An LED street light is an integrated light that uses light emitting diodes (LED) as its light source. The shape of the LED street light depends on several factors, including LED configuration, the heat sink used with the LEDs and aesthetic design preference.
Heat sinks for LED street lights are similar in design to heat sinks used to cool other electronics such as computers. Heat sinks tend to have as many grooves as possible to facilitate the flow of hot air away from the LEDs. The area of heat exchange directly affects the lifespan of the LED street light. The lifespan of an LED street light is determined by its light output compared to its original design specification. Once its brightness decreases by 30 percent, an LED street light is considered to be at the end of its life.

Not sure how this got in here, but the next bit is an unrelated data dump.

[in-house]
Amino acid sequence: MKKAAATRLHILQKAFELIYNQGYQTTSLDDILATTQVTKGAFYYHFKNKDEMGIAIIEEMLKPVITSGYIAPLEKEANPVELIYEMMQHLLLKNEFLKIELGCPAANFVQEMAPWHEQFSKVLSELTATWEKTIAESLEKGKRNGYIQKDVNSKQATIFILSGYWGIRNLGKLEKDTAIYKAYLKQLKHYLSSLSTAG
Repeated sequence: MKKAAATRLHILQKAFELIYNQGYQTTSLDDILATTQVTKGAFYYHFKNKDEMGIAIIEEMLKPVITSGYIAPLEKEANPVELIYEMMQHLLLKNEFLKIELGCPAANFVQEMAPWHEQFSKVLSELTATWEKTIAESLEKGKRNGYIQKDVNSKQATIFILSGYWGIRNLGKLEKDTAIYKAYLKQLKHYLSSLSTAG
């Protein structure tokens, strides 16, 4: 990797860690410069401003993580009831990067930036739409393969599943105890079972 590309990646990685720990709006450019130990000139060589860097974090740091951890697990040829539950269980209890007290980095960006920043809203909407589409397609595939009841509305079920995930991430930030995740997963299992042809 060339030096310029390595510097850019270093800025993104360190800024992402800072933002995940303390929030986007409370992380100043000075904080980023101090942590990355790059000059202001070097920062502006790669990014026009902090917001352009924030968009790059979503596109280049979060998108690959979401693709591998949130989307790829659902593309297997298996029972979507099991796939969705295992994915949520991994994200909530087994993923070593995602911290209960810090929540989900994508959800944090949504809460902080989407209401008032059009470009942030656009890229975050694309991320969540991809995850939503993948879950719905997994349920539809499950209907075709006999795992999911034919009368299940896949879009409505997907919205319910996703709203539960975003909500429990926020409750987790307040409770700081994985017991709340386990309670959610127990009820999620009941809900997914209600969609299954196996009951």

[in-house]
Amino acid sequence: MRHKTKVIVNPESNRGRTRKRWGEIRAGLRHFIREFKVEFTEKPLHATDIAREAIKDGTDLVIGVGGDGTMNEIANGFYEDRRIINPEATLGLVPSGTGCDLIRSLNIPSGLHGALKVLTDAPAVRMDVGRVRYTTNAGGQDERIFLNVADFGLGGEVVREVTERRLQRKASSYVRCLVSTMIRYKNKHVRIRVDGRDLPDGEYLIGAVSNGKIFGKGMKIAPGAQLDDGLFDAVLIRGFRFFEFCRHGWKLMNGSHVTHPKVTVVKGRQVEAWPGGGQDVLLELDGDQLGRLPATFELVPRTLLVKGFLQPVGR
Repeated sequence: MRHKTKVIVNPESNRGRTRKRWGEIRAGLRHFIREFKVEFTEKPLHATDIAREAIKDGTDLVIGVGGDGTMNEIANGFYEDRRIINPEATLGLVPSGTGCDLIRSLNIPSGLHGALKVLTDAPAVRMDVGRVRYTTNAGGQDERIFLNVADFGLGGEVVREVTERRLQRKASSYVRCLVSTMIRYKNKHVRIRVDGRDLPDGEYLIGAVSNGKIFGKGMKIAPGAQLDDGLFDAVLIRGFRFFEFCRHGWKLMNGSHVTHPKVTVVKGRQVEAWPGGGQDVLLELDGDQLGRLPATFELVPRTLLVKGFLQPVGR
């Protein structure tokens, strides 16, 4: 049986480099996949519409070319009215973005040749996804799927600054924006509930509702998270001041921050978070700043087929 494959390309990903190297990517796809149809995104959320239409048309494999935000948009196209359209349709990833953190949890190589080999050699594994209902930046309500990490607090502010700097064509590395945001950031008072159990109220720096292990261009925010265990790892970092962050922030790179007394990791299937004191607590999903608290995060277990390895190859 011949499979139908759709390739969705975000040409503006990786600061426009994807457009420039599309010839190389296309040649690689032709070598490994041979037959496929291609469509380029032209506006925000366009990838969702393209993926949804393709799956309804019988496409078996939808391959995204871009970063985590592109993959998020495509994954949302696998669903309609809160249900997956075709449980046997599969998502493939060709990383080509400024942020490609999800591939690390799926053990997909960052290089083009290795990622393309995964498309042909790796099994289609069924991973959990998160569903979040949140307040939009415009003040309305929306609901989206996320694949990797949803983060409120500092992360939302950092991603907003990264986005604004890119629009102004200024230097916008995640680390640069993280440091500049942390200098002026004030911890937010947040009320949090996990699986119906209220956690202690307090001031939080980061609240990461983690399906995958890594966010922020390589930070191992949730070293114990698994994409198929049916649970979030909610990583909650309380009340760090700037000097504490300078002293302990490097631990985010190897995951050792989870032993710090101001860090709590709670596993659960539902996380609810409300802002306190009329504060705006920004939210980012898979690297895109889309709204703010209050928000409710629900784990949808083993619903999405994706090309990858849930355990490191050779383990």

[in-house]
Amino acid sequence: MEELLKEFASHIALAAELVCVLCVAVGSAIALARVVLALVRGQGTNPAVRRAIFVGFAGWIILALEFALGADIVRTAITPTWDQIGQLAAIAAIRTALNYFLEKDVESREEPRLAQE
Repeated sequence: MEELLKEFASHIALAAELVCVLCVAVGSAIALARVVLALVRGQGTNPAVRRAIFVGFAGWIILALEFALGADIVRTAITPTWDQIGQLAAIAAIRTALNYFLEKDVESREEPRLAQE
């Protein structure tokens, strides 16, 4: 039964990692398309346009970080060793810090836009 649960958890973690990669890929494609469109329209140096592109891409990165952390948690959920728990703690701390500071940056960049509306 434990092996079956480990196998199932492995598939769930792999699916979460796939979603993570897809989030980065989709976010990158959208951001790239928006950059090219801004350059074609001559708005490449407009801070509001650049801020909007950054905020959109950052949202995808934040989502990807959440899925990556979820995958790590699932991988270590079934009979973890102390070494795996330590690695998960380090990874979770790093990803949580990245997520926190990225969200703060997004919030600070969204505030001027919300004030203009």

Most LED street lights have a lens on the LED panel, which is designed to cast its light in a rectangular pattern, an advantage compared to traditional street lights, which typically have a reflector on the back side of a high-pressure sodium lamp. In this case, much of the luminance of the light is lost and produces light pollution in the air and surrounding environment. Such street lights can also cause glare for drivers and pedestrians.